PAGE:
By Peter Post
The angry caller—it seems we’ve all had to deal with that person. Unfortunately, the natural inclination is to respond in kind. The result then becomes a call spiraling in escalating anger, and the issue at hand doesn’t get resolved. The question is: What can you do to defuse the situation when faced with an angry caller and bring the focus to resolving the problem?
When teaching business etiquette one of the basic underlying goals we stress is to think before you act. It’s a process that can be employed very quickly. That moment’s hesitation when you consider the options you have in the way you respond to the caller can make the difference between doing the impulsive thing and escalating the situation, or responding in a way that not only resolves the problem, it also helps save or advance the relationship.
So, as you hear that angry voice coming out of your earpiece, what do you do to move the conversation forward in a positive, helpful way?
* Be patient. Let the person vent for a minute or two. Being the good listener is important. Don’t just react to the tone, listen to the actual complaint as well. Solving the caller’s problem should be your focus.
* Don’t interrupt. Interrupting implies you aren’t listening and that’s a formula for escalating the anger.
* Use a calm voice. Anger simply begets more anger. But an interesting thing happens when you speak calmly to a person who is angry. Often, they will start calming down.
* If necessary, end the call. In the event the person doesn’t calm down or even escalates the anger, a moment comes when you should note his or her name and number and explain that you will call back. Specify the time and then politely say “Good bye.”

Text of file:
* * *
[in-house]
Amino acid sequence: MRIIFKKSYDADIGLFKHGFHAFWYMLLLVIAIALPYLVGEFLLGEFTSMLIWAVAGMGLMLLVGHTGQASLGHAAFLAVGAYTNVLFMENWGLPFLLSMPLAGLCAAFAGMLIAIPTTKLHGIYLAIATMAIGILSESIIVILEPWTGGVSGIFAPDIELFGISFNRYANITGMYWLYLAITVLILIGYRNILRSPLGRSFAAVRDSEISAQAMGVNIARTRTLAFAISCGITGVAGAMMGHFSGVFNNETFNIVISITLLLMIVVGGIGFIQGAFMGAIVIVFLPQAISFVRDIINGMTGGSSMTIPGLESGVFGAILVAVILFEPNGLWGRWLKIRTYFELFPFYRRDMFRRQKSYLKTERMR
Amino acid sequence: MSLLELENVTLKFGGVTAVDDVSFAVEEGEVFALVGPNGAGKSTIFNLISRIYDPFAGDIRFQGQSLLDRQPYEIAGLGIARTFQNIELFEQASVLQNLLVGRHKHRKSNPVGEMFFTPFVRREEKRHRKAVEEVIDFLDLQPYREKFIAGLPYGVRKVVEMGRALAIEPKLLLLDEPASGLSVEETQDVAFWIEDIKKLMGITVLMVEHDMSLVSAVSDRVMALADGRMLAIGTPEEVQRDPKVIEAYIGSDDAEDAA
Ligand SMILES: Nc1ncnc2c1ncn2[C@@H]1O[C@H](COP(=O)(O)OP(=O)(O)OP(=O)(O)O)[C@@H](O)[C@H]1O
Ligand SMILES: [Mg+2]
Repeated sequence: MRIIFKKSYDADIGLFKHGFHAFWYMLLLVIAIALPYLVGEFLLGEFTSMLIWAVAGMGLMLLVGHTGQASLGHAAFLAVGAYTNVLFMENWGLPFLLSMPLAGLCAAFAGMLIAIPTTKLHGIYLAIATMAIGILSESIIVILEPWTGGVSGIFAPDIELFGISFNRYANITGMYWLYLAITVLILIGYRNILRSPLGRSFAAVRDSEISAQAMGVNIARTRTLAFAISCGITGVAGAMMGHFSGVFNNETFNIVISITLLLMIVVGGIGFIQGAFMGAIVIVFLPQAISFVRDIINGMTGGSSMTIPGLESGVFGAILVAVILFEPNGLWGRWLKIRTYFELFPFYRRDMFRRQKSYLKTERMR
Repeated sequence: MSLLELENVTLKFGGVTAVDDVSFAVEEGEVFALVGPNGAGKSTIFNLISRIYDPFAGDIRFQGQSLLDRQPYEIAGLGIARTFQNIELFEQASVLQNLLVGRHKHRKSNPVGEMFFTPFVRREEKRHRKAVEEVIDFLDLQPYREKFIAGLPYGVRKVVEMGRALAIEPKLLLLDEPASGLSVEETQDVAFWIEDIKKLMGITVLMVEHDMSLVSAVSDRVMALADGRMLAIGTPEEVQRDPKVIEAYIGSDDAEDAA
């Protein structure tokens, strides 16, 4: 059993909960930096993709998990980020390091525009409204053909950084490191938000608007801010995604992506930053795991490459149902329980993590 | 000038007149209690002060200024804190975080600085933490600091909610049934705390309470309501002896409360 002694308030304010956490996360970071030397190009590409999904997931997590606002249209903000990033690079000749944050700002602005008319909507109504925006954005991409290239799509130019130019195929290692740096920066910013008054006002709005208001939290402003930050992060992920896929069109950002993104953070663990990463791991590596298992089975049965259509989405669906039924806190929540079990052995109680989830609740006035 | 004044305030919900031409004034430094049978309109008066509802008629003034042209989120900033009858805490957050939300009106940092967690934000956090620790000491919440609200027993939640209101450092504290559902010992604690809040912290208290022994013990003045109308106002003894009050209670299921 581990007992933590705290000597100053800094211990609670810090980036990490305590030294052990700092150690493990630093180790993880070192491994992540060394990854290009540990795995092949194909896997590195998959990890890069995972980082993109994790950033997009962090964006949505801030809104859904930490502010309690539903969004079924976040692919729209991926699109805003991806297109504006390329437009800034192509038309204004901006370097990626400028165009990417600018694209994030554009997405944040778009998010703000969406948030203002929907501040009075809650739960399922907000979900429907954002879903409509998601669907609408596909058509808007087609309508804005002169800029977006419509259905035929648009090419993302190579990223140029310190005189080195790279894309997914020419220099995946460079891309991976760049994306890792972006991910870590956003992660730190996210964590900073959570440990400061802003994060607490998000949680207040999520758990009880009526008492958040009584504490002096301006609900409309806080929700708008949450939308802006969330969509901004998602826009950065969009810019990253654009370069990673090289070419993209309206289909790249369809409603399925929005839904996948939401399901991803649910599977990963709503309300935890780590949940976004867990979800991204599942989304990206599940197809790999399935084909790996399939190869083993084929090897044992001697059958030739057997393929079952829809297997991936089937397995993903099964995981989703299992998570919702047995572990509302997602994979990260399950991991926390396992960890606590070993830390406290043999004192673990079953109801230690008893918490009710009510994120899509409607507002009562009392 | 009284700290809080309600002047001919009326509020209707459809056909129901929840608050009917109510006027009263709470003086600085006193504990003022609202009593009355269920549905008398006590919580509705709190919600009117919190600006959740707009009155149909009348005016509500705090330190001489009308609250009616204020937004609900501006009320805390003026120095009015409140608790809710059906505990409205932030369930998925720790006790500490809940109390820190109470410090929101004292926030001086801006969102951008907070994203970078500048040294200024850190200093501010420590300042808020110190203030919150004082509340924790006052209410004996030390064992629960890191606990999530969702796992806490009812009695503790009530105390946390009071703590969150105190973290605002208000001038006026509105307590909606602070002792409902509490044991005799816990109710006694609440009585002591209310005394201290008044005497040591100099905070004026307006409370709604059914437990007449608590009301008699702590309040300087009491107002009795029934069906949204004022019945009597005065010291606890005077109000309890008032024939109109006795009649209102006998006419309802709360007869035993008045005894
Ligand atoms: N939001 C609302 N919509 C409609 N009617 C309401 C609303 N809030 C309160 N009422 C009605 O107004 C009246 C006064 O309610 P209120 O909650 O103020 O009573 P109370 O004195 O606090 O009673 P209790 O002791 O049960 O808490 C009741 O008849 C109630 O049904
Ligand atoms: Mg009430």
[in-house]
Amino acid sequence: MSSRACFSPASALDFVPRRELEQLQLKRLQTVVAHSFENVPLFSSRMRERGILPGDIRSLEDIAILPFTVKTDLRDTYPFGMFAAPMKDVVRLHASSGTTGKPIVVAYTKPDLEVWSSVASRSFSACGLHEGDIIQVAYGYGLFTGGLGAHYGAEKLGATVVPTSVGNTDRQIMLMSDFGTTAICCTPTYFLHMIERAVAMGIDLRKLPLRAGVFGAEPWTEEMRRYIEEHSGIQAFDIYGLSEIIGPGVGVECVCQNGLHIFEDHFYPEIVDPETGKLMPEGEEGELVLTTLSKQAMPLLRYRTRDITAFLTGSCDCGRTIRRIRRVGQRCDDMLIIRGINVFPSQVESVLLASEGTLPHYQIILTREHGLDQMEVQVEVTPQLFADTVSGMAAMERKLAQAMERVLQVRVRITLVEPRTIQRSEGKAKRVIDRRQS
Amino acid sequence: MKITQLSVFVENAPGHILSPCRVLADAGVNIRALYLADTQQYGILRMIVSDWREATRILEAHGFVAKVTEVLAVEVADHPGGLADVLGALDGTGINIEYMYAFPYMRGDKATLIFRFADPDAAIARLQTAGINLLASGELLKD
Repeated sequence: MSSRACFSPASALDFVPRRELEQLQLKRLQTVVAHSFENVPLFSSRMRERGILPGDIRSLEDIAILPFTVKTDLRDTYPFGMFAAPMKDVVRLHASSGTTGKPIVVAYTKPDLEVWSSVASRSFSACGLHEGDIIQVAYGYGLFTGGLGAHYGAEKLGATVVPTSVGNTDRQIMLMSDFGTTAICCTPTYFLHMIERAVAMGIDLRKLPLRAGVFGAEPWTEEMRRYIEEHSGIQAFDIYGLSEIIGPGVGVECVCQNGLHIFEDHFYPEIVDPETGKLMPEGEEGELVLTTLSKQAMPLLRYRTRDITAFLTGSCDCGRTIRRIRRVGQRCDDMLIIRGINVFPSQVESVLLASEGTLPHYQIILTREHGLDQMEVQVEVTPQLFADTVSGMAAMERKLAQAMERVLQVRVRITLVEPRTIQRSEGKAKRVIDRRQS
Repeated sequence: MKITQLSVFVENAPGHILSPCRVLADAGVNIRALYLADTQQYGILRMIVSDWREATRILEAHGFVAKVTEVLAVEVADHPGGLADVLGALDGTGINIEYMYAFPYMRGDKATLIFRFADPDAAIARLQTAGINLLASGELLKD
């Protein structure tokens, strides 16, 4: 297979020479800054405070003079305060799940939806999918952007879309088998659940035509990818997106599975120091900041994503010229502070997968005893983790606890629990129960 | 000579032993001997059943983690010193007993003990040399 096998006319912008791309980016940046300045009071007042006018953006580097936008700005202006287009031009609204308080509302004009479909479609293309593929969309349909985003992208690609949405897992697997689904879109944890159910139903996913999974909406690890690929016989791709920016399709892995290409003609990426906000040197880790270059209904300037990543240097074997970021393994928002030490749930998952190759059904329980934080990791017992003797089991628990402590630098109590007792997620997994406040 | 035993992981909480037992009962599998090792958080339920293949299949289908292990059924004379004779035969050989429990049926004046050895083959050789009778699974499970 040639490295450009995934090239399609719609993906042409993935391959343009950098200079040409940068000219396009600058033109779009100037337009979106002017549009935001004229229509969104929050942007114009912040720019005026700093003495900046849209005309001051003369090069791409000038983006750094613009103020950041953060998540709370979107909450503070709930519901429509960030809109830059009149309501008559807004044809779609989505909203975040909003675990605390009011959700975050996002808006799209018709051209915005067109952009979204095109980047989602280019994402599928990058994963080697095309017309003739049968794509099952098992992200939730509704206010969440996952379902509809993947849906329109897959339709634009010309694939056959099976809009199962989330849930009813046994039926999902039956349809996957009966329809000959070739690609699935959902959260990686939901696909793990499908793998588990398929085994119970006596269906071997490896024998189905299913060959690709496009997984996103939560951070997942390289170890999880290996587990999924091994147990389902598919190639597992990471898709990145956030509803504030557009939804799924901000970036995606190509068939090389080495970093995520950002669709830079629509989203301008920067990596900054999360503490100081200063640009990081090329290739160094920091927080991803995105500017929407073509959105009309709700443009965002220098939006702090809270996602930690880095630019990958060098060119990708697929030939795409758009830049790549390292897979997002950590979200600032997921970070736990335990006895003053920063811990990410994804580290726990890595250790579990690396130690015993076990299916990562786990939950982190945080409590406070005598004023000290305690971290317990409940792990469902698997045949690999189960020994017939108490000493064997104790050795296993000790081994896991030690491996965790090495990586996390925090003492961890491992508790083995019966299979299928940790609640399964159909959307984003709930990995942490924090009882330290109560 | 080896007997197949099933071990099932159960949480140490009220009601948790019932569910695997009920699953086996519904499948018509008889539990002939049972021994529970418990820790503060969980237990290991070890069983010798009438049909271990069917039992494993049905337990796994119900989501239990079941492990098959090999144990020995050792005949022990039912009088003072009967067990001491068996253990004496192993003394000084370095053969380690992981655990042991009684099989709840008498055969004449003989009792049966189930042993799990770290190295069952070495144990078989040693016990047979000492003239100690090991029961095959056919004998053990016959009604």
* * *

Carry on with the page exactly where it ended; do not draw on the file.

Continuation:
* Do your research. Before you call back define the caller’s problem and research or strategize how it can be addressed. Even if you can’t find a solution, at least become familiar with the problem. That way when you do call back, you demonstrate that you have been working on the issue.
* Be sure to call back. Once you make a commitment, you must honor it. Failure to call back will simply escalate the problem.
* Engage help if necessary. In some instances, no amount of your effort to calm the person or resolve the situation will effect a satisfactory end. In that case, it may be necessary to engage help from a supervisor or manager and have them tackle the problem. He or she may have the authority to act in ways that you don’t.
If you have a business etiquette question, please email it to email@example.com. You can hear more Emily Post etiquette advice on the Awesome Etiquette podcast featuring Lizzie Post and Dan Post Senning. Listen and subscribe at infiniteguest.org.
Peter Post’s newest book, The Unwritten Rules of Golf, Morrow, is available at emilypost.com.
Since 2004, Peter Post has tackled readers’ questions in The Boston Sunday Globe’s weekly business etiquette advice column, Etiquette at Work. Post is the co-author of “The Etiquette Advantage in Business” and conducts business etiquette seminars across the country. In October 2003 his book “Essential Manners For Men” was released and quickly became a New York Times best seller. He is also the author of “Essential Manners for Couples,” “Playing Through–A Guide to the Unwritten Rules of Golf,” and co-author of “A Wedding Like No Other.” Post is Emily Post’s great-grandson. His media appearances include “CBS Sunday Morning,” CBS’s “The Early Show,” NBC’s “Today,” ABC’s “Good Morning America,” and “Fox News.” Follow Post: @PeterLPost.